(Lin, Taipei, 2013, p.75)


Paul realized he’d said “America” not “Canada” and, in his state of near immunity from shame and/or anxiety, acknowledged a theoretical embarrassment, which someone not on MDMA, in his situation, might experience.
(Lin, Taipei, 2013, p.120)

Paul is constantly beside himself with self-consciousness, ensnared in a vicious doubt and reflexive stasis. Crucially though there is the use of the smile — or, to be more precise, the seemingly earnest grin — in Lin’s work. In Taipei there are over fifty references to grins and/or grinning. The grin is significant because a grin is often taken as being somehow disingenuous, when we force a smile we grin. The grin, has an implicit dishonestly, it is for appearance, a calculated expression, not a ‘natural’ expression like uncontrolled laughter. ‘Seemingly’ and ‘earnestly’ also populate Lin’s prose to impress the same sentiment of façade and the fragility of genuine interactions.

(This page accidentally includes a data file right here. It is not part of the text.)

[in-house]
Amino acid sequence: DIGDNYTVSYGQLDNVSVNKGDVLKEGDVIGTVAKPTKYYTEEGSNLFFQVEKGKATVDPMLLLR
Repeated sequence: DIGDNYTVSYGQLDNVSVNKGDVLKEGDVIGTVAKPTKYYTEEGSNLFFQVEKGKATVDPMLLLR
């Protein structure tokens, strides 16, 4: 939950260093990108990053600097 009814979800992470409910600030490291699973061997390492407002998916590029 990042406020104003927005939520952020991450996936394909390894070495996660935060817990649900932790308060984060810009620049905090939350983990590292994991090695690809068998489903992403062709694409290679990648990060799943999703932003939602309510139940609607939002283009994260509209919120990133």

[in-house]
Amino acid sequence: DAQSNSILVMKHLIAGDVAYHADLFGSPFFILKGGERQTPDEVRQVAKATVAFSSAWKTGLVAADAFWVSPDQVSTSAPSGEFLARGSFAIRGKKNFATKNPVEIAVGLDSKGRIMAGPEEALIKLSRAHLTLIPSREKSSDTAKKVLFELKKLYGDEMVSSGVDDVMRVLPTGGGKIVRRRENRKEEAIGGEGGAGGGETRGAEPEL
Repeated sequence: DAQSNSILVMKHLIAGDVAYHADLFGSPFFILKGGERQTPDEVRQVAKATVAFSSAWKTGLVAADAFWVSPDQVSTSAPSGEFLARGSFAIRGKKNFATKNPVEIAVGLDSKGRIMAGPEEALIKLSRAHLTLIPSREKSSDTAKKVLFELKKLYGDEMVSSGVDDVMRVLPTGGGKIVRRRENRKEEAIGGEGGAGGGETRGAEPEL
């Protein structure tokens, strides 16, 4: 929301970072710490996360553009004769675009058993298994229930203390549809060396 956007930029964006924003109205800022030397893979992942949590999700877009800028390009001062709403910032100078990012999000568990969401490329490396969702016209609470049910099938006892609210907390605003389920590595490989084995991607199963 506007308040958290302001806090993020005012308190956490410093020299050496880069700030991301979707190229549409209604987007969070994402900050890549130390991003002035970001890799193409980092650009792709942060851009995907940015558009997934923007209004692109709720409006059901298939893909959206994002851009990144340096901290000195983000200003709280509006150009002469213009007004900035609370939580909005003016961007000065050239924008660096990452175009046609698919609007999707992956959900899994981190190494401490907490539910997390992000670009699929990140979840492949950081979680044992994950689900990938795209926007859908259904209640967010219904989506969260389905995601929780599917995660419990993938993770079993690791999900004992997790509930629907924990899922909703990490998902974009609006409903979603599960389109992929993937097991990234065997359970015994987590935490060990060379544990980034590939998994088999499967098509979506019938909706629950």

Many forms of work today are colonised by social interaction and empathy, but it is a shallow, exploited and, I argue, psychopathic mode of interaction. Friendly managers grin, seemingly earnest, as workers apathetically parrot various faux-social sentiments of consumerism like ‘take care now’ or ‘have a nice day’. Psychopathy is not the reserve of the ultra-rich or ‘greedy’ bankers but a facet of contemporary subjectivity. Charming, social psychopathy is more a symptom of our time, than it is characteristic of the criminal, amoral or villainous.